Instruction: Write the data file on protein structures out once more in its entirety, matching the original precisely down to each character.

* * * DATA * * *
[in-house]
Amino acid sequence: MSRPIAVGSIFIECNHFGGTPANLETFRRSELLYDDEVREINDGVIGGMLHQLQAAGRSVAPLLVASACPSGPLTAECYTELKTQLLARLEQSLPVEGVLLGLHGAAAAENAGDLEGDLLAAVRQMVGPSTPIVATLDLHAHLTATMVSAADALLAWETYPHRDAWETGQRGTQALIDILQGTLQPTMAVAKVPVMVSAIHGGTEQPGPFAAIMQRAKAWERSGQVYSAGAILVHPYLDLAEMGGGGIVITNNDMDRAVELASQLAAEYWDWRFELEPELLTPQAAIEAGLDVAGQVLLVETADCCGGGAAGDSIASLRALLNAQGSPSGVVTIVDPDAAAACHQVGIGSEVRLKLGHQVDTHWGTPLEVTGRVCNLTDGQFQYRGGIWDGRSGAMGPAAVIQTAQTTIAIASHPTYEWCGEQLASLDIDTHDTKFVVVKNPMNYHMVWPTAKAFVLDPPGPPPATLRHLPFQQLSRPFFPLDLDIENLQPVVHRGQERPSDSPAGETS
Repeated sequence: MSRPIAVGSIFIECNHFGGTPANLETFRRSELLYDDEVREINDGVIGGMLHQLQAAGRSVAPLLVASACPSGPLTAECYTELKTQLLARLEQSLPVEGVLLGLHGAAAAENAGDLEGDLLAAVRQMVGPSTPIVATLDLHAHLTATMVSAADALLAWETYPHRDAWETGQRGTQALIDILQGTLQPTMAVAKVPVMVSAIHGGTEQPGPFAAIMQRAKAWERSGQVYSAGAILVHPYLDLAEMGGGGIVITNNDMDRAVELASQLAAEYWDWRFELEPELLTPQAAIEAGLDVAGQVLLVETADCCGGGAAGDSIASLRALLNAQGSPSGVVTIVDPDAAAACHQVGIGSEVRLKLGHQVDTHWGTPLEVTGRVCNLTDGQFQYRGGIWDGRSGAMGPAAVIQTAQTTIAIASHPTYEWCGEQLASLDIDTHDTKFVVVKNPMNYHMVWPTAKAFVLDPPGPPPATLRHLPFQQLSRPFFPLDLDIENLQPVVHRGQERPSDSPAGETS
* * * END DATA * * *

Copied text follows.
[in-house]
Amino acid sequence: MSRPIAVGSIFIECNHFGGTPANLETFRRSELLYDDEVREINDGVIGGMLHQLQAAGRSVAPLLVASACPSGPLTAECYTELKTQLLARLEQSLPVEGVLLGLHGAAAAENAGDLEGDLLAAVRQMVGPSTPIVATLDLHAHLTATMVSAADALLAWETYPHRDAWETGQRGTQALIDILQGTLQPTMAVAKVPVMVSAIHGGTEQPGPFAAIMQRAKAWERSGQVYSAGAILVHPYLDLAEMGGGGIVITNNDMDRAVELASQLAAEYWDWRFELEPELLTPQAAIEAGLDVAGQVLLVETADCCGGGAAGDSIASLRALLNAQGSPSGVVTIVDPDAAAACHQVGIGSEVRLKLGHQVDTHWGTPLEVTGRVCNLTDGQFQYRGGIWDGRSGAMGPAAVIQTAQTTIAIASHPTYEWCGEQLASLDIDTHDTKFVVVKNPMNYHMVWPTAKAFVLDPPGPPPATLRHLPFQQLSRPFFPLDLDIENLQPVVHRGQERPSDSPAGETS
Repeated sequence: MSRPIAVGSIFIECNHFGGTPANLETFRRSELLYDDEVREINDGVIGGMLHQLQAAGRSVAPLLVASACPSGPLTAECYTELKTQLLARLEQSLPVEGVLLGLHGAAAAENAGDLEGDLLAAVRQMVGPSTPIVATLDLHAHLTATMVSAADALLAWETYPHRDAWETGQRGTQALIDILQGTLQPTMAVAKVPVMVSAIHGGTEQPGPFAAIMQRAKAWERSGQVYSAGAILVHPYLDLAEMGGGGIVITNNDMDRAVELASQLAAEYWDWRFELEPELLTPQAAIEAGLDVAGQVLLVETADCCGGGAAGDSIASLRALLNAQGSPSGVVTIVDPDAAAACHQVGIGSEVRLKLGHQVDTHWGTPLEVTGRVCNLTDGQFQYRGGIWDGRSGAMGPAAVIQTAQTTIAIASHPTYEWCGEQLASLDIDTHDTKFVVVKNPMNYHMVWPTAKAFVLDPPGPPPATLRHLPFQQLSRPFFPLDLDIENLQPVVHRGQERPSDSPAGETS